Jones said his co-op has "brought in 20,000 people into this neighborhood 
that might have not visited downtown Oakland because of its stigmatization 
of being a dangerous place."

Though some dispensary owners and staff are wary and even hostile to 
visitors, Estes, now partially recovered but still using a wheelchair, 
happily escorted two guests to his back room where ID cards are checked and 
clerks sitting behind Plexiglas shields sell weed in plastic bags.

A sign announced available varieties of cannabis, such as Purple Skunk, 
Sour Diesel and Silver Haze. Different strains offer different therapeutic 
qualities, explained Estes, who uses cannabis to lessen pain.

Estes, who once operated a dispensary in Berkeley, dislikes the moniker 
"Oaksterdam," saying it connotes recreational use. Nancy Nadel, whose City 
Council district includes the dispensaries, won't even utter the term for 
the same reason. Mostern said some owners are sympathetic.

"No one, no one, no one is being allowed to purchase cannabis or into the 
smoking rooms unless they are medical cannabis users," Mostern said.

But clearly, other owners see "Oaksterdam" as an advertising tool. The Bull 
Dog cafe uses it prominently on its flier.

Some of the most vocal critics of the dispensaries are their neighbors, 
such as the Sexual Minority Alliance of Alameda County, which has offered 
support programs for young gay men and lesbians since 1998.

Roosevelt Mosby Jr., the group's executive director, said he and clients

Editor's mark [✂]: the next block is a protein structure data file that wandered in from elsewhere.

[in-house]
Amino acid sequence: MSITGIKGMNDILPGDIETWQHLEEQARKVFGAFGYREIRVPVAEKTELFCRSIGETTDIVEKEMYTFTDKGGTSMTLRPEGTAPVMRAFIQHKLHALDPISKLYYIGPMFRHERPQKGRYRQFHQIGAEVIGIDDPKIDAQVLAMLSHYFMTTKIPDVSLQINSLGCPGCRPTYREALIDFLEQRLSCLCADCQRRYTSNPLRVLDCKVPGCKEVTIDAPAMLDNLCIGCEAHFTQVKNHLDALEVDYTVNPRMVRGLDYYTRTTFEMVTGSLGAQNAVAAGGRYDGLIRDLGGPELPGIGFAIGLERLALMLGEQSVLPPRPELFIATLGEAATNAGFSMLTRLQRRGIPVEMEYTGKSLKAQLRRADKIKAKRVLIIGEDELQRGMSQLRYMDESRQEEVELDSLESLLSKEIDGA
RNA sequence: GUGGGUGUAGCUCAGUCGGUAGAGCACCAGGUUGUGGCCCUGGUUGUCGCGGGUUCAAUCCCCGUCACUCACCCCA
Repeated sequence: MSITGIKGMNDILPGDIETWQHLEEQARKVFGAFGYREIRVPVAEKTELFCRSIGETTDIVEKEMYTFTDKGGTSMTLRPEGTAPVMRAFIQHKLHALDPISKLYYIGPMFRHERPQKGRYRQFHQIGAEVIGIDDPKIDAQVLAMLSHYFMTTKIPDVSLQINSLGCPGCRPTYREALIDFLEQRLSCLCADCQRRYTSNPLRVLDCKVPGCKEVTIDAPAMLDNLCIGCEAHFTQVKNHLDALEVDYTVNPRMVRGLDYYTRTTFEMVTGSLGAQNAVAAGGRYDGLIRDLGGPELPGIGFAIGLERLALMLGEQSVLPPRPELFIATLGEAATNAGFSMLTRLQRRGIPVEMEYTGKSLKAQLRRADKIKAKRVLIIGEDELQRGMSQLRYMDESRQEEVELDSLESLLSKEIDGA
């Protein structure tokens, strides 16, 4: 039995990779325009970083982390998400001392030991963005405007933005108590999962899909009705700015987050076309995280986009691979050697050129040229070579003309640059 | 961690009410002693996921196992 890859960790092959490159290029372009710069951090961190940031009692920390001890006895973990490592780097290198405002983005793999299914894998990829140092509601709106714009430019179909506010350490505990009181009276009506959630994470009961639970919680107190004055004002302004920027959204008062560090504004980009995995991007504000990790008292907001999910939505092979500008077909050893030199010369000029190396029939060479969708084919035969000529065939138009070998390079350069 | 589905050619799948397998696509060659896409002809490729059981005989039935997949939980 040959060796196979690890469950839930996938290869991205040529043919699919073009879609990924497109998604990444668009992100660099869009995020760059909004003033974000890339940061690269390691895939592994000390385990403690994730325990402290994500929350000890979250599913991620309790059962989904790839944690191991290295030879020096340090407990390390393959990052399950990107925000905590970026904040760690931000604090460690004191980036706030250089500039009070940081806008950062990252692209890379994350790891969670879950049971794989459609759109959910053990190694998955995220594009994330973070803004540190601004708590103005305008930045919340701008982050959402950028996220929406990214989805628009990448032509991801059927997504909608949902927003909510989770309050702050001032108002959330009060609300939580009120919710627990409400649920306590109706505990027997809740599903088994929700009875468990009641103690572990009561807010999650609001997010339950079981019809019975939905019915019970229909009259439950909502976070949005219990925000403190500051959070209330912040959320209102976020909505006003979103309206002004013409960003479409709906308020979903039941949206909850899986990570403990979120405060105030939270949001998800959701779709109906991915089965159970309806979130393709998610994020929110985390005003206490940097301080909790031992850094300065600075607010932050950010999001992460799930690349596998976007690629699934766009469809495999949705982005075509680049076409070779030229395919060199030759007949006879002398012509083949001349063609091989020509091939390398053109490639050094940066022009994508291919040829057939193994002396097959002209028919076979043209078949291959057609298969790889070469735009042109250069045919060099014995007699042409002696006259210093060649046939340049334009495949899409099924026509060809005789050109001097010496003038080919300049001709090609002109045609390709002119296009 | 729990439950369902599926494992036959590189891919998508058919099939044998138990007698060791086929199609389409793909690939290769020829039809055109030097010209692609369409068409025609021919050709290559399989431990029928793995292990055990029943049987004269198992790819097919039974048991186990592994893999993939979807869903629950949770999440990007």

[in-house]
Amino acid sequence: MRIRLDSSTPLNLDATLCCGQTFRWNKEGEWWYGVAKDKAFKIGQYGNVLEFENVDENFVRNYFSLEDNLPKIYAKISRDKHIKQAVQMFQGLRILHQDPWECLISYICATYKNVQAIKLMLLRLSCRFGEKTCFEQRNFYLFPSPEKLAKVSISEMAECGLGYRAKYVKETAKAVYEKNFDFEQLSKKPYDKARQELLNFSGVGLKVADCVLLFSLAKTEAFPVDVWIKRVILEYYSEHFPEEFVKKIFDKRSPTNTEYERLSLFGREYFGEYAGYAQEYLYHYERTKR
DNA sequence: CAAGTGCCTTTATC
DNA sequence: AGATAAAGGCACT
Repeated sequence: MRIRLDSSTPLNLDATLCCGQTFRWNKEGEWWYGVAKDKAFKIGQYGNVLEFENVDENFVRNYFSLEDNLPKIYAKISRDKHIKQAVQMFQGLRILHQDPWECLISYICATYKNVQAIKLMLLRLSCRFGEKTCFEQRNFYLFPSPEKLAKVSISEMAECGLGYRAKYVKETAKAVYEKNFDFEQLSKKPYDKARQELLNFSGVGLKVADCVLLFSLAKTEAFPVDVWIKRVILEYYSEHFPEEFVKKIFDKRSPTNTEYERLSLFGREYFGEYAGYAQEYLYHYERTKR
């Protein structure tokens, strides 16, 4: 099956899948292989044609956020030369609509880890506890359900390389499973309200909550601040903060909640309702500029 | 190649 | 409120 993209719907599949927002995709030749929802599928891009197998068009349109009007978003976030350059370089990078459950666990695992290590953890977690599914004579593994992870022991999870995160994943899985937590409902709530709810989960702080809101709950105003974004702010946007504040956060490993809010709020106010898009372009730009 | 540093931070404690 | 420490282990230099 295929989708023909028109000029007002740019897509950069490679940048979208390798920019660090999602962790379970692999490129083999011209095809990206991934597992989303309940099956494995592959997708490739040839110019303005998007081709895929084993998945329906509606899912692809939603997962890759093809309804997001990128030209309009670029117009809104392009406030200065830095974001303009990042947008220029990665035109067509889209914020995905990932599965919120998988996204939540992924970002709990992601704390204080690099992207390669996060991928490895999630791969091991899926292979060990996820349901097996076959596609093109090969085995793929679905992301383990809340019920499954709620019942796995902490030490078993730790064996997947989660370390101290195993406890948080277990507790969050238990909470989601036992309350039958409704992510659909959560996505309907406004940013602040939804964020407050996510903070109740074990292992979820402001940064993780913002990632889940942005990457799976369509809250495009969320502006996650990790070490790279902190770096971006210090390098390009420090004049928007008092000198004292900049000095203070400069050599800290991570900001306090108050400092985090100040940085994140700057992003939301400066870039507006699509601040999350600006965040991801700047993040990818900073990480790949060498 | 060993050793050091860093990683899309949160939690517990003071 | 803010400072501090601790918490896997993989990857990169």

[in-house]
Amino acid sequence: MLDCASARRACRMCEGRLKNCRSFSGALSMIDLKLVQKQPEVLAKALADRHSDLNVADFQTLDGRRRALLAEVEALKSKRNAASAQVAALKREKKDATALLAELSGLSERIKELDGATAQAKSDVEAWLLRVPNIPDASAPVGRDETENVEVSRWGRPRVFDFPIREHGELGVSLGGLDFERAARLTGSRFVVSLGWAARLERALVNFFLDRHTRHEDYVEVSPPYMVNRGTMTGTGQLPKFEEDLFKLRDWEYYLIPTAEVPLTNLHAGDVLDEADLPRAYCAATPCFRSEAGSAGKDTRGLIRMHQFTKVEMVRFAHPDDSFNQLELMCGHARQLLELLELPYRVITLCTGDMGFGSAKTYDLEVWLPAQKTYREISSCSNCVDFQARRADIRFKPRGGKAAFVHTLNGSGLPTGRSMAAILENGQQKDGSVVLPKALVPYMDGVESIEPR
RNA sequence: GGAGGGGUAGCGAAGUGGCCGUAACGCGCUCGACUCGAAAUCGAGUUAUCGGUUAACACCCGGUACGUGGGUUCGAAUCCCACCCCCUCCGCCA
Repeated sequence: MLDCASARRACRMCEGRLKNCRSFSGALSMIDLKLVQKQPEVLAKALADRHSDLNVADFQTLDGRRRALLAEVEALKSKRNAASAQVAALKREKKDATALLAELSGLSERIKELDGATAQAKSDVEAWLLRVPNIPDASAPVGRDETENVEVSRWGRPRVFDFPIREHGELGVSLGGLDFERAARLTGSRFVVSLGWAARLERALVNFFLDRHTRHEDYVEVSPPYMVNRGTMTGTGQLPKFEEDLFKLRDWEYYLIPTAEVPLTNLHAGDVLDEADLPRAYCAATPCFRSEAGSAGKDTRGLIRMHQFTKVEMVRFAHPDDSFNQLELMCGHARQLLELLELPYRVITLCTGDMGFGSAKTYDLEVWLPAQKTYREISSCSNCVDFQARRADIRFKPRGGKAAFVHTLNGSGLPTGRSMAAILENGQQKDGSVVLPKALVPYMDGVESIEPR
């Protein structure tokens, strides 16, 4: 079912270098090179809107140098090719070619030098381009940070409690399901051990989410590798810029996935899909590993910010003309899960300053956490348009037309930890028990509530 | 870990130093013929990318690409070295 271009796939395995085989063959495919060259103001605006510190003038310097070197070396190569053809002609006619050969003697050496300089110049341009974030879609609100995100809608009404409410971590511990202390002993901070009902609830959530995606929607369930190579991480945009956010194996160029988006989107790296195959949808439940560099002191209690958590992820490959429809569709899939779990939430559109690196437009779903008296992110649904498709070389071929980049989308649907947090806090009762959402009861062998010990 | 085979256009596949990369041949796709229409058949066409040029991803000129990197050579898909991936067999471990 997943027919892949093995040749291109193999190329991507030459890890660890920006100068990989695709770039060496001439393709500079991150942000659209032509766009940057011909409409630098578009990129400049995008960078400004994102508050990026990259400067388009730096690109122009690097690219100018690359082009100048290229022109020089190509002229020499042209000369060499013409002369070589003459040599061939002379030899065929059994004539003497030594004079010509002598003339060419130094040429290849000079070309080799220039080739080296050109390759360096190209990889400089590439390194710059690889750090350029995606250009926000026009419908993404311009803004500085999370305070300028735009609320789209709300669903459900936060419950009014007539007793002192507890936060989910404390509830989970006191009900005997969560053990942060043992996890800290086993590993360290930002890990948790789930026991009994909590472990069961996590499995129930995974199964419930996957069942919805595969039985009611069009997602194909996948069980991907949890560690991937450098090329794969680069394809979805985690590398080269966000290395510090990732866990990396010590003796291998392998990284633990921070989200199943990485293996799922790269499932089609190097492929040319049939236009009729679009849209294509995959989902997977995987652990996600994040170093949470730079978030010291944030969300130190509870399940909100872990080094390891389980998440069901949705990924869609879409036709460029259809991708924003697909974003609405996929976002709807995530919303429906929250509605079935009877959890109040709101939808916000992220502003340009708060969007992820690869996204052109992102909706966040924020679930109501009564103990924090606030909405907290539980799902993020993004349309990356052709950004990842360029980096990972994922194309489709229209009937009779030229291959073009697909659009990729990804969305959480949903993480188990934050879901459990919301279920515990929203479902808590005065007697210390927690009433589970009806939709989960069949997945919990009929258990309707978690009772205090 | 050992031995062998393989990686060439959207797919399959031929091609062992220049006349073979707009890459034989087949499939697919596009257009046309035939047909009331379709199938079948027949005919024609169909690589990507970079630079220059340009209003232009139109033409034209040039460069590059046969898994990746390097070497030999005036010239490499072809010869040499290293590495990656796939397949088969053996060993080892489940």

have been solicited to buy weed from patrons of the dispensaries, two of 
which operate on either side of the alliance's offices. His teenage 
clients, he added, are particularly vulnerable to addictive behavior.

"We're going to have to move," said an angry Mosby, who contended that city 
officials had until recently failed to heed his complaints dating back a 
year. "This is a dangerous place for young people to be."

Mosby cited an invasion-style robbery at a next-door dispensary a week ago 
in which four men, one of them armed, tied up a bouncer and fled with 
marijuana and cash.

A U.S. Drug Enforcement Administration official said agents are aware of 
"Oaksterdam" but insisted they are not condoning the dispensaries even if 
no public action has been taken against them.

"We have priorities. Methamphetamines are our No. 1 issue," said Richard 
Meyer, a DEA spokesman. But the cannabis shops, he added, "should not be 
surprised one day if we knock on their door with a search warrant."

Meanwhile, City Council President Ignacio De La Fuente and a handful of 
colleagues are considering a proposal set for debate next month that would 
allow only three dispensaries in the city. De La Fuente has been strongly 
critical of the clubs, saying some are selling marijuana to people with no 
medical need.

Nadel and others are waiting to review options for restricting the current 
dispensaries, such as requiring that IDs be closely checked and that 
smoking rooms use strong air filtering systems.

"I absolutely can't tolerate smoke going to people who don't want or need 
medical cannabis," said Nadel, whose late husband bought marijuana 
illegally a decade ago to deal with pancreatic cancer. "There are some that 
are real dispensaries and there are some that are really bad actors."

Even Jones acknowledged that some dispensaries are operating 
inappropriately. "I'm constantly concerned that somebody, a bad actor in 
our neighborhood, is going to cause the whole bunch ... to get marred," he 

But the possibility of a city effort to curtail the businesses, or even a 
knock on the door by federal agents, generates few strong worries from Estes.

"I'm a patient above everything else in this world now," he said. "And so I 
have peace of mind that I am doing the right thing."
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MAP posted-by: Larry Stevens